Amazon’s SimpleDB question

Amazon’s SimpleDB question: lets say you have a unique ID and a number of indexes on that, perhaps 6. How many rows will fit in one container (= 10 GB)? MySQL’s table limit is derived from the OS and is often 2 Gigs, if I’m not mistaken. So are we saying that a SimpleDB “table” can be then about 5 times larger? That doesn’t seem much of a win… Am I missing something?

Google is finally removing RSS feeds from their search results. Good. They’re leaving in feeds with enclosures (podcast feeds) because it seems a lot of them don’t have an associated html page (podcasting’s history is to blame for this).

LinkedIn doing ok.

A LinkedIn email states: “Fact: 23 people join LinkedIn every minute”, which means 33,120 people a day (pretty good), or about 100,000 new signups a month. LinkedIn is definitely doing some things right, although they’re struggling to give direction to their niche.

Facebook: It ain’t the Web and it ain’t better.

Doc Searls: “Forgive me for being an old fart, but today’s “social networks” look to
me like yesterday’s online services.” Yep, Facebook does indeed have a distinct AOL feel to it. And that’s not something they’ll be able to shake off.

You gotta love the Doc: “it creeps me out when people treat facebook as “The Web, only better”. It ain’t the Web and it ain’t better.”

Youtube gets geolocation wrong

Youtube decides to geolocate me and automatically give me the closest language to my location. Problem is, the closest language they have is German. I am not in Germany. I don’t (really) speak a lot of German. And I *much* prefer my UI in English, thank you very much.

Google gets this often wrong too.  Damn annoying.image

Knol in a nutshell

Google’s new Knol initiative in a nutshell:

  1. Let users copy and paste Wikipedia content (the license allows it).
  2. The content will rank good, perhaps even better than Wikipedia. (Any questions here?)
  3. Make more adsense cash (and give the users an undefined %).

Knol is destined to be a Wikipedia copy-and-paste clone plus a bunch of spam added on top. Plus a huge branding mistake for Google, who used to be the guys who send you to content, not who own content.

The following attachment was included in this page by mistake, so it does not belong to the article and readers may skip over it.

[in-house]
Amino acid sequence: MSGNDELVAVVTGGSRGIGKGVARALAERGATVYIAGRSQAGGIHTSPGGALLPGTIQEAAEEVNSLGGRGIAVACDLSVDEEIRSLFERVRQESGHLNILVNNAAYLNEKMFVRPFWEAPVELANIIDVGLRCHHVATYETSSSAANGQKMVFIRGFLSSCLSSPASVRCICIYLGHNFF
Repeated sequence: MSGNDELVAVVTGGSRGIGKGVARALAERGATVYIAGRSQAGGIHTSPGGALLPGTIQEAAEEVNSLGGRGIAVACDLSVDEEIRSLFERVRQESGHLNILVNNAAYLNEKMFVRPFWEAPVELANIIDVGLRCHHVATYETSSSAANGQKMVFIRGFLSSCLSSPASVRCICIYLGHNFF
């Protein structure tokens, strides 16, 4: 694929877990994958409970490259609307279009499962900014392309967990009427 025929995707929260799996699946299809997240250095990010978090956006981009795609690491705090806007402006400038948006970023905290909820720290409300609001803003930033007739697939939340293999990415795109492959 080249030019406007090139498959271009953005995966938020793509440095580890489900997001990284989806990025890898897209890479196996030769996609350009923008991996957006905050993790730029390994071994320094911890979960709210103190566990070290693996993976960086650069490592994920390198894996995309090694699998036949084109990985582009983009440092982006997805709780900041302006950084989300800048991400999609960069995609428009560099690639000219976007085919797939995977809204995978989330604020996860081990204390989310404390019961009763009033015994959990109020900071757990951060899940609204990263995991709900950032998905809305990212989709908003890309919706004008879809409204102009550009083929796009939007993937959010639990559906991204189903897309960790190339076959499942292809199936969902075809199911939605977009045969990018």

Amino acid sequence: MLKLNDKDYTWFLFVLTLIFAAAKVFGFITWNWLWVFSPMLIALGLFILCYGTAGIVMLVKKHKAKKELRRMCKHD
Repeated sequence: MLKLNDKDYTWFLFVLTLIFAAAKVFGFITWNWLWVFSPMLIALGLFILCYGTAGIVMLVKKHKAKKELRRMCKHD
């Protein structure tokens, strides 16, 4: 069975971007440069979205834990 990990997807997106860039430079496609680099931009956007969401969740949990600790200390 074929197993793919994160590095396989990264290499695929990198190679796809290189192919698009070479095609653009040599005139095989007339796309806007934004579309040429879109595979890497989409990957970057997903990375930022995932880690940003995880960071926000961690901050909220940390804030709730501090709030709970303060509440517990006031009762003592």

Google gives in to the dark side.

When Google bought Blogger, I thought they went too far. Then they bought Youtube, and although I understand why (advertising), it was a step too far again: Google search results are full of Youtube videos. It’s not fair. Now, they’re starting a wikipedia-like site. I am now giving up on Google. They’ve lost their way. They should point to information, not host or own information, because the temptation to promote their own stuff in the search engine is too big, even Google can’t resist. “Dark side” comparisons are appropriate: from the moment Google starts to promote their own content in their search, they’re no longer independent, and the value of their search goes down. They gave in to the dark side, and as any Star Wars fan knows, at first you feel like you’re getting extra power. So you want more. But it’s the first step towards your own doom.

Startups that want to do search and crush Google: you’ve just been given an in. Just say: “We don’t own content and don’t promote our own stuff.” Positioning yourself is suddenly much easier, now that the GOOG has a flaw.

The Bloglines 200 bug.

The “Bloglines 200 bug” (where some feeds start showing 200 unread items all of the sudden even though they don’t have any or just a few new items) hit my new account – I thought I had fixed it by creating a brand new account, but no such luck. I have the feeling the Bloglines people don’t even know about this bug.

I kinda like the simpledollar: “It means that every time we make a purchase that doesn’t have real meaning for us, we’ve added another bar to our prison cell.” That sounds about right.

Intranet SEO

Jorge Serrano Cobos wrote me about an interesting concept: intranet SEO. Making internal stuff show up good in the internal search engine.

I have long had the idea that having departments compete to have their stuff show up on the internal search for certain terms might work. I thought they could perhaps bid on terms. Never tried it though.

Cheap speed.

Google’s advantage is it’s infrastructure. Yes. And it’s used to deliver raw speed. Speed speed speed. Fast matters a lot. Users stay longer, come back more often, and you get more of them. I keep saying that, and my fascinating with scalable architectures kind of comes from that too (although scaling isn’t the same as performance of course). And it has to be cheap speed, of course, coz expensive speed doesn’t help you much, and that’s where Google really seems to have the advantage: cheap speed.

I’m sounding like a drug dealer now.

About dementia and home made bacon.

This stuff is why I still love the internet and blogging after all these years:

“I’m a caregiver for my dad who has dementia, high-blood pressure,
reduced kidney function requiring a relatively low sodium diet, and an
overpowering craving for bacon. So, I started to experiment in making
myown bacon at home using those cryovac’d pork loins. I guess there is
an officially recognized criteria for bacon, so maybe I should call my
stuff something else…but it sure has a bacon look (nice and pink but
not raw, smells and tastes like bacon when it’s nice and crispy, but
has a lot less fat and sodium. So I now fearlessly make him BLTs and
bacon omlettes. He eats, is happy and healthier…and I like that too.”